- A chronic, systemic, infectious disease with any involvement of the CNS at any stage of syphilitic Treponema pallidum infection (primary, secondary, tertiary, and latent)
- Transmitted sexually, via the maternal–fetal route, and via blood infusions
- Early manifestations:
- Asymptomatic neurosyphilis: presence of CSF abnormalities in the absence of neurologic signs/symptoms; peak incidence 12 to 18 months after infection
- Meningeal syphilis: signs and symptoms of meningitis; may be associated with gummas; onset within 12 months after initial infection
- Meningovascular syphilis: meningitis with CNS vascular involvement, resulting in thrombosis, ischemia, and infarction; onset is 5 to 12 years after initial infection.
- Ocular syphilis: ocular symptoms with or without meningitis; usually occurs in early infection
- Otologic syphilis: hearing loss with/without meningitis; can occur at any time
- Late manifestations: parenchymatous syphilis
- General paresis: also known as dementia paralytica; onset is 15 to 20 years after initial infection but may be as early as 2 years after initial infection.
- Tabes dorsalis: also known as progressive locomotor ataxia; onset is 20 to 25 years after initial infection but may be as early as 3 years after initial infection.
See “Syphilis.” Since 2005, the Centers for Disease Control and Prevention (CDC) no longer classifies/reports neurosyphilis as a distinct stage.
More common in the preantibiotic era and now most often seen in patients with HIV, with predominance of early neurosyphilis compared with late neurosyphilis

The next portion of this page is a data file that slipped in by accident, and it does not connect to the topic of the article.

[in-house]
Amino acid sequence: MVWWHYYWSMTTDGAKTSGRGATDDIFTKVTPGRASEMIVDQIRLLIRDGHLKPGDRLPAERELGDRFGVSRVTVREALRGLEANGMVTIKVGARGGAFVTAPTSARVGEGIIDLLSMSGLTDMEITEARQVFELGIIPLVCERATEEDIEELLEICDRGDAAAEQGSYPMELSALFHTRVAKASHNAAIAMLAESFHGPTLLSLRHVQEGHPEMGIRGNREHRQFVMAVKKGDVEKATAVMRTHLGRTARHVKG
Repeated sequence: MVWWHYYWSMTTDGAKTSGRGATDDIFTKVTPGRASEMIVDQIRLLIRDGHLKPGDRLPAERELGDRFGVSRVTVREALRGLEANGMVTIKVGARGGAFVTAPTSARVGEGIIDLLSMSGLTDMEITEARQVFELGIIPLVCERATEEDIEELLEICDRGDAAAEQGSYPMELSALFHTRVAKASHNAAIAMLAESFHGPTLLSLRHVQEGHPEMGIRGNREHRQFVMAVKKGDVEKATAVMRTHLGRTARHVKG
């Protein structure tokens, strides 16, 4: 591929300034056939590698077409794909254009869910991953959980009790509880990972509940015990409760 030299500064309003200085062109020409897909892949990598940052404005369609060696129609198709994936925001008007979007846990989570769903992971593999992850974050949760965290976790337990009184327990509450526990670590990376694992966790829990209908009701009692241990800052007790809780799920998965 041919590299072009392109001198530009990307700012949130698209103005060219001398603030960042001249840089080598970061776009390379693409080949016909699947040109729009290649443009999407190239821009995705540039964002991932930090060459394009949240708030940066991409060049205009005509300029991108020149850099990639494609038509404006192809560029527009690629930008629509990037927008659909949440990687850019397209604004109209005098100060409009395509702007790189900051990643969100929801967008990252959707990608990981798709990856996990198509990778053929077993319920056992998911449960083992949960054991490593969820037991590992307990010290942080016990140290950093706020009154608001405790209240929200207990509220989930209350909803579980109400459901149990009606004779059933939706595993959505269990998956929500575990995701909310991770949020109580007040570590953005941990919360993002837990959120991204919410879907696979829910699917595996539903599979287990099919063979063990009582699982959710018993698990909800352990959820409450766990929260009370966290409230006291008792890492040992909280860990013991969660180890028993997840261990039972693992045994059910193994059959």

Etiology and Pathophysiology
- T. pallidum, spirochete
- Meningeal and meningovascular syphilis: lymphocytic infiltration of the meninges and perivascular spaces with diffuse thickening
- General paresis: atrophy of the frontal and temporal lobes with sparing of the motor, sensory, and occipital cortex
- Tabes dorsalis: degeneration of posterior roots and column of the spinal cord
- High-risk sexual behavior
- Multiple sex partners
- Men having sex with men
- Transplacental transmission
- Exposure to infected body fluids
- Inmates at adult correctional facilities
- IV drug use (rare)
- Routinely obtain the patient’s sexual history.
- Educate and counsel persons at risk on ways to avoid sexually transmitted infections (STIs) through changes in sexual behaviors.
- Recommend abstinence, a reduction of the number of sex partners, and the use of male condoms.
Commonly Associated Conditions
- HIV infection
- Hepatitis B
- Other STIs
There's more to see -- the rest of this topic is available only to subscribers.